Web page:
The hub 11 and reflector mount 10 are preferably unitary molded plastic parts. Preferred materials for molding the reflector mount and hub are acetal and nylon. Warning lights in which the hub and rotatable reflector mount will be used are typically exposed to a wide range of temperatures and environmental conditions. Such large temperature differentials cause the plastic parts to expand and contract to a greater degree than would similarly configured metal parts. Tolerance considerations are critical to effectively accommodate the expansion and contraction of the plastic. If the parts are configured too tightly, then the assembly will bind when exposed to high temperatures. If the parts are configured with too loosely, cold temperatures will cause excessive play between the hub and the reflector mount resulting in a wobbly and noisy warning light assembly. Additionally, over time the plastic parts will wear, further increasing the play between the hub 11 and the rotatable reflector mount 10.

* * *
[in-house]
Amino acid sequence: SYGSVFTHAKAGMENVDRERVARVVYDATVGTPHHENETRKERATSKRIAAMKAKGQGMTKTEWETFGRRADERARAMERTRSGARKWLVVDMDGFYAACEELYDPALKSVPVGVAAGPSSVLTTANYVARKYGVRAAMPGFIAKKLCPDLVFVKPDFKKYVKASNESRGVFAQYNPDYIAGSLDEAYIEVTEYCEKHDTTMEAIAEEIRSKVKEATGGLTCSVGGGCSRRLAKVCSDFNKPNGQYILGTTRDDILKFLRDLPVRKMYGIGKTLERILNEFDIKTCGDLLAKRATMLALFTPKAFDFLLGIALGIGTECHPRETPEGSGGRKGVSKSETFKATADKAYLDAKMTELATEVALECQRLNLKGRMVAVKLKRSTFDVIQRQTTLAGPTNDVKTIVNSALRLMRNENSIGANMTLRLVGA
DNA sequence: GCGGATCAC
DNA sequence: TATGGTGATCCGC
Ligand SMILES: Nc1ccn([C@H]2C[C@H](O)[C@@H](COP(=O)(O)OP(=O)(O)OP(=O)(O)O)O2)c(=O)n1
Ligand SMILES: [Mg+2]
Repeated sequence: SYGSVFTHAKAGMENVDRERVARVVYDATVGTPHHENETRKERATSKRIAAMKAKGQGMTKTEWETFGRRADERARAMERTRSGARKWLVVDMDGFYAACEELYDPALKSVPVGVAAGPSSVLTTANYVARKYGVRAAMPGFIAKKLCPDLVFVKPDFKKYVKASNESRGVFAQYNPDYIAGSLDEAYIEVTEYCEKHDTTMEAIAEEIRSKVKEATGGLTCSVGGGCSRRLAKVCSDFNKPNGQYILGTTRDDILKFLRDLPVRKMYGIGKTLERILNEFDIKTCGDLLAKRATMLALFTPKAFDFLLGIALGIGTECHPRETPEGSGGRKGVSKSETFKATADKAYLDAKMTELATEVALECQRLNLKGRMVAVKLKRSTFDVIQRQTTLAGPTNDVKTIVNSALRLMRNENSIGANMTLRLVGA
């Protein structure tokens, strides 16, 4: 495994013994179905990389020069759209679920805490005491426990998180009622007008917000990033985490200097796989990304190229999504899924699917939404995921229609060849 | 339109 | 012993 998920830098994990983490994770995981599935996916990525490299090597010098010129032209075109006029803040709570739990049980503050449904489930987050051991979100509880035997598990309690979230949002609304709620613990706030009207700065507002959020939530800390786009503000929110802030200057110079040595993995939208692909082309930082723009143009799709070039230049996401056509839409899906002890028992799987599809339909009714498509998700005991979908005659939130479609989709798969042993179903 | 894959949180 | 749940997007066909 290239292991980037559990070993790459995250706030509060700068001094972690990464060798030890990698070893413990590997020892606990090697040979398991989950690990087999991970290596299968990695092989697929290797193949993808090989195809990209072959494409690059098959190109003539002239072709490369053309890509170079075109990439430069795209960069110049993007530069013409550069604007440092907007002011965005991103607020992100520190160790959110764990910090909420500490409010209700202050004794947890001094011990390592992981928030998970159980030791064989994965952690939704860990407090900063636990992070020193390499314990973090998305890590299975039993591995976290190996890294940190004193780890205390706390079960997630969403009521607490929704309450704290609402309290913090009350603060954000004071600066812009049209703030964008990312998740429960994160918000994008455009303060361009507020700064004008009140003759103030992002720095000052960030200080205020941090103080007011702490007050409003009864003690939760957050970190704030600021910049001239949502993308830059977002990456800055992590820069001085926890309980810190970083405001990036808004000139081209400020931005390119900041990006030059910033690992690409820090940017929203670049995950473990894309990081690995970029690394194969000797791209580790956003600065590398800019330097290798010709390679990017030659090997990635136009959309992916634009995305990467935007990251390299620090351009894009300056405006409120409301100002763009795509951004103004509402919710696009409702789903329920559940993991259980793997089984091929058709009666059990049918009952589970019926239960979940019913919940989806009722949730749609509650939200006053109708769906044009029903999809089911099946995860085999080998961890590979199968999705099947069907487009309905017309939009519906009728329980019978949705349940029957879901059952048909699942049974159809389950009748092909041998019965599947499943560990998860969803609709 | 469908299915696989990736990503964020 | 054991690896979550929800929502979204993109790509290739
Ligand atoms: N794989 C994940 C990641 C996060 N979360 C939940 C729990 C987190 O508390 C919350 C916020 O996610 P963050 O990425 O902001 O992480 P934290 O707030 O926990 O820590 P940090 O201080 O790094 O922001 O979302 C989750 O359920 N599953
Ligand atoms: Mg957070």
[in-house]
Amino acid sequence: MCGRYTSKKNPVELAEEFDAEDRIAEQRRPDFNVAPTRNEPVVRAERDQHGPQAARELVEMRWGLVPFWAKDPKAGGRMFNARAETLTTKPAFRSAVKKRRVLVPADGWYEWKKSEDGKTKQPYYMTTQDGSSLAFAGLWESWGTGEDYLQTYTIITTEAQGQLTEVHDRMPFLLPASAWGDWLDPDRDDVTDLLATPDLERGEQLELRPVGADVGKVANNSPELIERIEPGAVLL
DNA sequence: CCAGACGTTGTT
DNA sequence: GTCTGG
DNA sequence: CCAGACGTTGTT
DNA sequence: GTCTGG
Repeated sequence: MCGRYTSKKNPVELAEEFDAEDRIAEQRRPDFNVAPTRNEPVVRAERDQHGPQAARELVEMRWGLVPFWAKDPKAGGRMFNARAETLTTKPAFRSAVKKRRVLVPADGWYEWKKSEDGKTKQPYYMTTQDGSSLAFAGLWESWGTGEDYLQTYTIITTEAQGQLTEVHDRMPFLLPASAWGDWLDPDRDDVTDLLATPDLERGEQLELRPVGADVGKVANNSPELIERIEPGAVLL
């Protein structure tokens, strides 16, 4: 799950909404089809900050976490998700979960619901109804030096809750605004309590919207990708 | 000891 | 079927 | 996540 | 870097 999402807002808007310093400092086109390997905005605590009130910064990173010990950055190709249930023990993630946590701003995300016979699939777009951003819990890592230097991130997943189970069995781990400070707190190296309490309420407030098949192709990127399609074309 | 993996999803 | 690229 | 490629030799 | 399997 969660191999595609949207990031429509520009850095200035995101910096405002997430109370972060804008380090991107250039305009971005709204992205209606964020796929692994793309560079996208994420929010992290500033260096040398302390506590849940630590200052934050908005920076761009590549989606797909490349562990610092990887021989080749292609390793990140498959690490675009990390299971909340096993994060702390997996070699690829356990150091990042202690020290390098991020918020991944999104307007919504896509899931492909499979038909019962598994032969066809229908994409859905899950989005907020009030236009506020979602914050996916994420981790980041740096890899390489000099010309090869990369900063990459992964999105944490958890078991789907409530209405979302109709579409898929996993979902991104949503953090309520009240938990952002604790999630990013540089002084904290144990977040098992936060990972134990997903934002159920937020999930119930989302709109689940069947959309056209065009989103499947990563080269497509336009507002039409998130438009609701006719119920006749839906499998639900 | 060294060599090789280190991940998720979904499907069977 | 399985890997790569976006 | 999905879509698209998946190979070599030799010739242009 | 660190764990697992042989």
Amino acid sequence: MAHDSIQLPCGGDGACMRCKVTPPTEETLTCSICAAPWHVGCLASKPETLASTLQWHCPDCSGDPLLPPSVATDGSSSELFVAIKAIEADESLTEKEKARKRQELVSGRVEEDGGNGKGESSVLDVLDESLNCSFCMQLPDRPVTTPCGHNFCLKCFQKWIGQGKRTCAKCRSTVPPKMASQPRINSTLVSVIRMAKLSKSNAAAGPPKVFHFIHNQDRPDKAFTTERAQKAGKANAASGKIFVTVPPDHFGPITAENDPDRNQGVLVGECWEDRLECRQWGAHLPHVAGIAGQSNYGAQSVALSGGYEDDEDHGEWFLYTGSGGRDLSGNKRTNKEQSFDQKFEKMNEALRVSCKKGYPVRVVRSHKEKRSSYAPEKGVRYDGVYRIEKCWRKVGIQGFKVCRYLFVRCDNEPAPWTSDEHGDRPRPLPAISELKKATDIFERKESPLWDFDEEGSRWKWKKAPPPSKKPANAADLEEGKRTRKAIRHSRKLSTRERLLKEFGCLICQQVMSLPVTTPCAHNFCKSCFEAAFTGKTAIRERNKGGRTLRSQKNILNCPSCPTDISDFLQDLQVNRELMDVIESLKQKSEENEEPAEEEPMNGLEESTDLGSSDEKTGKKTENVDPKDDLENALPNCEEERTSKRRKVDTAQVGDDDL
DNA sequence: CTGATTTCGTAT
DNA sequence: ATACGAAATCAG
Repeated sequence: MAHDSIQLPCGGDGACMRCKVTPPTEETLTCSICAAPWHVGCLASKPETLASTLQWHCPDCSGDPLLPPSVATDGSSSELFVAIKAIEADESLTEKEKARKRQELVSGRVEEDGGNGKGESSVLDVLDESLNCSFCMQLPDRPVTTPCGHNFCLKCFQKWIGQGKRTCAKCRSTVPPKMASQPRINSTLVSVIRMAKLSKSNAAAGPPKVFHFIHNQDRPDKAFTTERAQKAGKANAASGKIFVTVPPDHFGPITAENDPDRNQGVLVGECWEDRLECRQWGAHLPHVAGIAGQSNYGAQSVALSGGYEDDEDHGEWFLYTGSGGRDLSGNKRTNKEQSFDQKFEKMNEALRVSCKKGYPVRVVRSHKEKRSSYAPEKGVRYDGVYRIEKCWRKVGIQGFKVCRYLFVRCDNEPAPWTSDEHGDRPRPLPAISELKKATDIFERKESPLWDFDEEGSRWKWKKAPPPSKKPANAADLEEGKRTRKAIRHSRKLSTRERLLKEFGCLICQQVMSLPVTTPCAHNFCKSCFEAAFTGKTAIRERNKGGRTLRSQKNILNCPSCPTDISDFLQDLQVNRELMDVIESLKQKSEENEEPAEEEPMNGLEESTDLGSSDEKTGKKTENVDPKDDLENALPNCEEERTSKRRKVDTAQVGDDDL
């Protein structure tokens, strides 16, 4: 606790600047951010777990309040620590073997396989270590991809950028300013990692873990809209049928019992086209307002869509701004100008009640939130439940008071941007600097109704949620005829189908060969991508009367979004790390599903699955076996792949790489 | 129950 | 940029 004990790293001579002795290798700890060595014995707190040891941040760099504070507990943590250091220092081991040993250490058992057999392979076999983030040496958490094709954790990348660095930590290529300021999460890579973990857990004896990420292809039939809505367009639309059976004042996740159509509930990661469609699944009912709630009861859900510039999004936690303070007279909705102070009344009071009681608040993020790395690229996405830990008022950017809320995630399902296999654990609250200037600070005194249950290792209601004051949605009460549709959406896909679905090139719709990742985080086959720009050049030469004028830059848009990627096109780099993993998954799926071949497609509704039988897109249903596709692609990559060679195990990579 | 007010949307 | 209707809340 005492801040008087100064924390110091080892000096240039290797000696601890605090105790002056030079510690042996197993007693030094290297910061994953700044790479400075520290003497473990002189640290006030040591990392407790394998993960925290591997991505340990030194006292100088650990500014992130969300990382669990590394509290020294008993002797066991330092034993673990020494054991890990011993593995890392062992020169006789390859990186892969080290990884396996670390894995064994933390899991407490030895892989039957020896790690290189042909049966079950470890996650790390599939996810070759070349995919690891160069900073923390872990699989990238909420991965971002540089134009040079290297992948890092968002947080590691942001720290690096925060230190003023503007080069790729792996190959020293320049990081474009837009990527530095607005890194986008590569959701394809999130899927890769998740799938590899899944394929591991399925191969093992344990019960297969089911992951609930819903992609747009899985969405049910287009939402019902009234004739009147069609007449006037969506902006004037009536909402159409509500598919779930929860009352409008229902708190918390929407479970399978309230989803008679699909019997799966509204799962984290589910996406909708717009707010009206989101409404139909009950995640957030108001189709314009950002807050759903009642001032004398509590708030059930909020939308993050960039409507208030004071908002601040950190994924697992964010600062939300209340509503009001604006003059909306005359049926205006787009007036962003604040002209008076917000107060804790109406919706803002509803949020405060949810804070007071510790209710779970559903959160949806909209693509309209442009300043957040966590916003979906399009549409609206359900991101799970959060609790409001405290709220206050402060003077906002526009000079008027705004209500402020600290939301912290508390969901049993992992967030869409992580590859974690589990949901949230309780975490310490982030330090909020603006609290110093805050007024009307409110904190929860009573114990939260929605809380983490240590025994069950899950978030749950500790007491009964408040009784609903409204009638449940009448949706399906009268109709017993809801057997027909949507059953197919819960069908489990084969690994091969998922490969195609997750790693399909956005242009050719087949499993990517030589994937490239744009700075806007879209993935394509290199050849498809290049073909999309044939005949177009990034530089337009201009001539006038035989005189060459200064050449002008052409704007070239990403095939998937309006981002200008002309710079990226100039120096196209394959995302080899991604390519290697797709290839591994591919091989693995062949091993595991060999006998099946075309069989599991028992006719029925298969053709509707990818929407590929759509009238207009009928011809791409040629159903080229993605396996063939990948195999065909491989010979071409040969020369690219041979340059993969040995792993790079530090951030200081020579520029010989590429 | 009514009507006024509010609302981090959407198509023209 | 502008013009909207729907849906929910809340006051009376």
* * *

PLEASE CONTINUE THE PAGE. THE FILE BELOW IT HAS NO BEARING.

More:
A rotatable warning light in accordance with the present invention addresses the stability, wear and tolerance issues by utilizing two axially spaced rows of ball bearings 17 a, 17 b. This arrangement provides a smooth and stable rotating assembly in which the inevitable wear is divided between the two rows of ball bearings and their associated molded races. As a result, the assembly is more stable and resistant to shock, more durable, smoother running, with a significantly longer service life.
FIGS. 5-7 illustrate the configuration of one preferred embodiment of the shaft 12 and its relationship to a representative base plate 30. The shaft 12 is a hollow cylindrical part formed preferably of steel. A thin tubular extension 37 projects from one end of the shaft. This thin tubular extension 37 is deformed or swaged around an opening 31 in the base plate 30 to form a secure engagement 37 a between the shaft 12 and the base 30. The axially opposed end of the shaft defines a symmetrical arrangement of four equiangularly spaced rectangular slots 35. An outward facing circumferential groove 36 traverses the exterior of the shaft 12 at approximately the axial midpoint of the rectangular slots 35.